Personally, I prefer to shop this way than the bigger department stores—though, let’s be clear: The department stores here are pretty epic. If I had endless funds, I’d go to Le Bon Marché because it’s just beautiful, serene and a lovely experience. Galeries Lafayette, while ancient, stunning and fairly easy to navigate because of its circular shape, can get intense crowd-wise, though the items and brands are more accessible. The oft-forgotten about Printemps, just next door, has most of the same brands and usually remains pretty quiet. Or, at least, quieter. Both Printemps and Galeries Lafayette have amazing rooftops where you can rest from all the shopping and sit back to enjoy the view—and your fashion finds.
That said, the following areas are my recommendations for areas to shop local.
Bastille: Specifically rue de Charonne and the streets that stem from it—including rue de la Roquette and rue Keller—are chock full of French brands and small, charming shops with lots of personality.
Favorites: Mademoiselle Jeanne and Les Rock’ettes (on rue de la Roquette) and Courbettes et Galipettes (on rue de Charonne)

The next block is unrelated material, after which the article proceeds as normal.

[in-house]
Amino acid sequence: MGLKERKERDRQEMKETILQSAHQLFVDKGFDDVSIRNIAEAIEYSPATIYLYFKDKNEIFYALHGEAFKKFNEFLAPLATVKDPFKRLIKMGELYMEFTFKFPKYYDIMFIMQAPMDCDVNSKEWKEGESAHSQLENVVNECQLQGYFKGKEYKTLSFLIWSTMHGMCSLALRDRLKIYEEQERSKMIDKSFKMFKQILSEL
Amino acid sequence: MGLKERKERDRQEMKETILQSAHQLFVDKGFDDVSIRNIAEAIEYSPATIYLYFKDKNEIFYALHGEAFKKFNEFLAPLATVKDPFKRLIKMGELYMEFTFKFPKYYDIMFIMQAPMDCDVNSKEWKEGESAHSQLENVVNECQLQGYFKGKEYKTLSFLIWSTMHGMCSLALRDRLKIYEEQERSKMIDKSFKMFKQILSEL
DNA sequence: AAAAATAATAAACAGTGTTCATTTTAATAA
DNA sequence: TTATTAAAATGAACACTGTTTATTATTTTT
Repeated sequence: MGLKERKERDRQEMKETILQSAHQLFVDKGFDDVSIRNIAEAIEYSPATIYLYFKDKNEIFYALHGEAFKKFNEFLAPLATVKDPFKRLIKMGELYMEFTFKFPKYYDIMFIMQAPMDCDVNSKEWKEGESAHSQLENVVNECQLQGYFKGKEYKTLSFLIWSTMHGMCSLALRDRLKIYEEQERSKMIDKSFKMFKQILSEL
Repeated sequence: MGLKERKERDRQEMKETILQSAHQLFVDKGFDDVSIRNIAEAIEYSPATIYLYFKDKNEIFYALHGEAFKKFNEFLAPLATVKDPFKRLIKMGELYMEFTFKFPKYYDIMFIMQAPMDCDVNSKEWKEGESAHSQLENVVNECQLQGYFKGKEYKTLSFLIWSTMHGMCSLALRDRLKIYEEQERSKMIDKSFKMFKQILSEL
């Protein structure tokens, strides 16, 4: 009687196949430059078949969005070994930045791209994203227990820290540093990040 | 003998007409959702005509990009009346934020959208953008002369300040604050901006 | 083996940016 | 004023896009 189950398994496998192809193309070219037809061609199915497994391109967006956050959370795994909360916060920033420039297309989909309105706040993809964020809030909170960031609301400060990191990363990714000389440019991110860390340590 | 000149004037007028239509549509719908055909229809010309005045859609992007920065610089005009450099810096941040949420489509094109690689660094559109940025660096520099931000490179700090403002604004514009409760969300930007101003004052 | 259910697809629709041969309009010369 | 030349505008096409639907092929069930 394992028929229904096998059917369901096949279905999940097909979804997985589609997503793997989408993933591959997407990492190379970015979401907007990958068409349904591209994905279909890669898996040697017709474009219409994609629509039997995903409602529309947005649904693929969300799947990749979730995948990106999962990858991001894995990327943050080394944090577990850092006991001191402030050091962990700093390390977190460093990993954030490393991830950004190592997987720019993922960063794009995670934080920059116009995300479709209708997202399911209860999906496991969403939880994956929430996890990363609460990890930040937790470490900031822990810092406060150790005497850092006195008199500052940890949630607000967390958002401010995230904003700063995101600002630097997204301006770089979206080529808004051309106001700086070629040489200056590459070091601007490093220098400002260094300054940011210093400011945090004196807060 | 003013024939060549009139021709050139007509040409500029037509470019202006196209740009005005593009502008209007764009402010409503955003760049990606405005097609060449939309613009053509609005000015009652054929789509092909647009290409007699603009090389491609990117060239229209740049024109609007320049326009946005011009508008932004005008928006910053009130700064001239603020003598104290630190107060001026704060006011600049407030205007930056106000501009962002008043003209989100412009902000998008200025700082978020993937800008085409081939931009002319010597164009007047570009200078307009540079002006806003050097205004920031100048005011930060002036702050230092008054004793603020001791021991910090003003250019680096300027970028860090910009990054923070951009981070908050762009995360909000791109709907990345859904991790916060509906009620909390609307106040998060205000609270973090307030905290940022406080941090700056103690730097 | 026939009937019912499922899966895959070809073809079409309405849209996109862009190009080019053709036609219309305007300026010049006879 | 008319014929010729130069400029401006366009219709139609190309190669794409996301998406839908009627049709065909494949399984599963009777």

Le Marais: The whole of it. From the small streets in the 4th near rue de Rosier and around Place des Vosges, to the northern area of the 3rd where things get a bit less commercial, you could spend hours going in and out of the stores around here. It’s way more crowded in the 4th, especially on the weekend, so if you’re not up for being elbowed, veer north towards the concept shop Merci.
Favorites: Fluo (on rue des Archives), Nilai on (rue des Rosiers)
Montmartre: The length of Rue des Abbesses is filled with designer chain stores like Cos and Zadig & Voltaire and Maje—French, yes, but also international (aka you can get most of it at home in your own currency). But along this great thoroughfare at the foot of Sacré Coeur (and dangerously close to my house!), are a few gems that offer lesser-known brands for affordable prices—and not just during soldes.
Favorites: Homies (on rue des Abbesses), Chiffon et Basile (on rue des Martyrs) and Make My D (on rue la Vieuville)
And there you have it! I’ll try to update this seasonally. Bonne vacances!